The EU on Monday claimed that around 300 million consumers limit their mobile use when travelling within Europe due to roaming charges.
According to the results of a survey of 28,000 citizens, 47% said they would never access the Internet on a mobile while in another EU country, while just 10% would regularly access their email. 28% switch their phone off altogether when they go abroad.
The European Commission said frequent travellers are more likely to avoid mobile data than occasional travellers because they are more aware of the real costs of roaming.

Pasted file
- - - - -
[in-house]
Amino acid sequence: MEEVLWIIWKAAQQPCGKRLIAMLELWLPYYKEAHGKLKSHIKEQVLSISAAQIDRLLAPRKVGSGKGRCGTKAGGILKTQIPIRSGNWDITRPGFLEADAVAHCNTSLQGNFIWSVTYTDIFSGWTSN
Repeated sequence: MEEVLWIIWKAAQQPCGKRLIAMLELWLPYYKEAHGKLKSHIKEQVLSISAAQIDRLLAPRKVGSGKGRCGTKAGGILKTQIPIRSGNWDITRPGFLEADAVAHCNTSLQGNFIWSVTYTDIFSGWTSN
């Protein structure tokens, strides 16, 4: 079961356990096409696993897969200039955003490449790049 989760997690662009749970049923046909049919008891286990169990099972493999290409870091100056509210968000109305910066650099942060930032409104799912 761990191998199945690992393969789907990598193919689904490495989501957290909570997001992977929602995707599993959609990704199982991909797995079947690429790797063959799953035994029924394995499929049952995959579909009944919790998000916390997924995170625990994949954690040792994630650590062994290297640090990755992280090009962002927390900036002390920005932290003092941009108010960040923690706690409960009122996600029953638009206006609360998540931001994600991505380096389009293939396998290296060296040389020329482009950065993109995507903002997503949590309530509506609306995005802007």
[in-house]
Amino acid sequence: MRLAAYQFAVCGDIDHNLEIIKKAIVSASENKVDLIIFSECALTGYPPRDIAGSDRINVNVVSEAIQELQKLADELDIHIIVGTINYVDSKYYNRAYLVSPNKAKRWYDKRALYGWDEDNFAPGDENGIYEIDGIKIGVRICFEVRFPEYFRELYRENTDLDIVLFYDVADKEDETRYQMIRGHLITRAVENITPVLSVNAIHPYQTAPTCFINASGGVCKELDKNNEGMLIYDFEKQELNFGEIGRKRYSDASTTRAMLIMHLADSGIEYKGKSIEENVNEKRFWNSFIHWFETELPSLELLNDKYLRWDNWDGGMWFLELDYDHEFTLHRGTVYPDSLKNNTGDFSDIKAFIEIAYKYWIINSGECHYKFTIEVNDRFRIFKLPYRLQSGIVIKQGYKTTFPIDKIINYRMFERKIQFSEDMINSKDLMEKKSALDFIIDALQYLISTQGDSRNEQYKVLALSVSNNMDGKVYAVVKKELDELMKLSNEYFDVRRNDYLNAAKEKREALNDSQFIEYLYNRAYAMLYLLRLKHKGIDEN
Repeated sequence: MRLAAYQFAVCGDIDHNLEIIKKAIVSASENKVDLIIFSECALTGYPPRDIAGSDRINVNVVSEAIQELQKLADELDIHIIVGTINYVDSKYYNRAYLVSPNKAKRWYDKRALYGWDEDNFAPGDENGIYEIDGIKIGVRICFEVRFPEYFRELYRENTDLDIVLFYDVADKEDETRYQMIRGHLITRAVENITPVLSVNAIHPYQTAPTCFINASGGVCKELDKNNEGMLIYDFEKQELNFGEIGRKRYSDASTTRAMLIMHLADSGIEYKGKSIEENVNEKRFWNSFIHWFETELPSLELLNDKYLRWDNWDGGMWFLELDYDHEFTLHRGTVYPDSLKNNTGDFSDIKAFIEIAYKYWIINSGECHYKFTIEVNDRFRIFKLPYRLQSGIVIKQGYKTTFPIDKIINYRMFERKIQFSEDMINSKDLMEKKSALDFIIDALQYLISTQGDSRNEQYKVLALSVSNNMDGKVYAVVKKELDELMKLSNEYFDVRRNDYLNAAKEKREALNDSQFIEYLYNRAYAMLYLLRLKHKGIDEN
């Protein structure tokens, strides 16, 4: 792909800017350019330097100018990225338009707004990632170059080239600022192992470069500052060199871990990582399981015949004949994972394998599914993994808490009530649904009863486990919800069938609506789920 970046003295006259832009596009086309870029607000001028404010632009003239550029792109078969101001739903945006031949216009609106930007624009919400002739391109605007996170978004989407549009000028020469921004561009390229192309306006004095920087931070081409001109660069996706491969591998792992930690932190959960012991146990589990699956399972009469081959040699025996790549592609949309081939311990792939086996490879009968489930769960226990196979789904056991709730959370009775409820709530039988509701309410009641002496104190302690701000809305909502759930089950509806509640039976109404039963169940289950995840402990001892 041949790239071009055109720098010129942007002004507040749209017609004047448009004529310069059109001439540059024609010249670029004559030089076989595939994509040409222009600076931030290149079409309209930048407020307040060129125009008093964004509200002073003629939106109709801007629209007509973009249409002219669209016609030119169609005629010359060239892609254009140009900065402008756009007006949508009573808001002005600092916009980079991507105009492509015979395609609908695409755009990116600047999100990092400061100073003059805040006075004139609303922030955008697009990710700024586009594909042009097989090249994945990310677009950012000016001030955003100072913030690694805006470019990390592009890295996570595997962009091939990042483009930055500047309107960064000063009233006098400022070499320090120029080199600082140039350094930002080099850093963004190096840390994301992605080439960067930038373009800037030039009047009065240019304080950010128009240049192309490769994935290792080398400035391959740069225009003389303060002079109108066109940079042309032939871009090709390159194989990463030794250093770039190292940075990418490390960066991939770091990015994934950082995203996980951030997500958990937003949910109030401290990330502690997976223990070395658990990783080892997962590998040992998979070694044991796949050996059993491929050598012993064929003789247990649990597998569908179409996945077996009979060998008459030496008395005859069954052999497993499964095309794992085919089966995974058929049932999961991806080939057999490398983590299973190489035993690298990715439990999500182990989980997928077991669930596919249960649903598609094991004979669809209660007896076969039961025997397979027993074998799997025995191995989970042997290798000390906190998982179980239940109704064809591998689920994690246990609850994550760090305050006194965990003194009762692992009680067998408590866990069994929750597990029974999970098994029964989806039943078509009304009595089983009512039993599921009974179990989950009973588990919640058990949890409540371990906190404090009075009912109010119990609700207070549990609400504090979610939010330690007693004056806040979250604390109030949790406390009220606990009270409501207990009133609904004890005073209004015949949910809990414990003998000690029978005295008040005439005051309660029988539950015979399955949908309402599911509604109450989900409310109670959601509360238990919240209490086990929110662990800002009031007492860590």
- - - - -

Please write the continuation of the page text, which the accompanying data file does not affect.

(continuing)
"I am honestly shocked by these figures," said the EU's Digital Agenda chief Neelie Kroes, in a statement. "It shows we have to finish the job and eliminate roaming charges."
Abolishing roaming charges is one of the major reforms proposed in Kroes' Connected Continent package.
Roaming is "not just a fight between holiday-makers and telecom companies," she said. "Millions of businesses face extra costs because of roaming, and companies like app makers lose revenue too. Roaming makes no sense in a single market – it's economic madness."
Aversion to roaming costs telecom operators too.
According to Syniverse, mobile roamers spend around $17 billion globally per year on alternative means of accessing mobile data while overseas in a bid to avoid roaming fees.
These range from hotel WiFi, other means of WiFi access, and purchasing local SIM cards.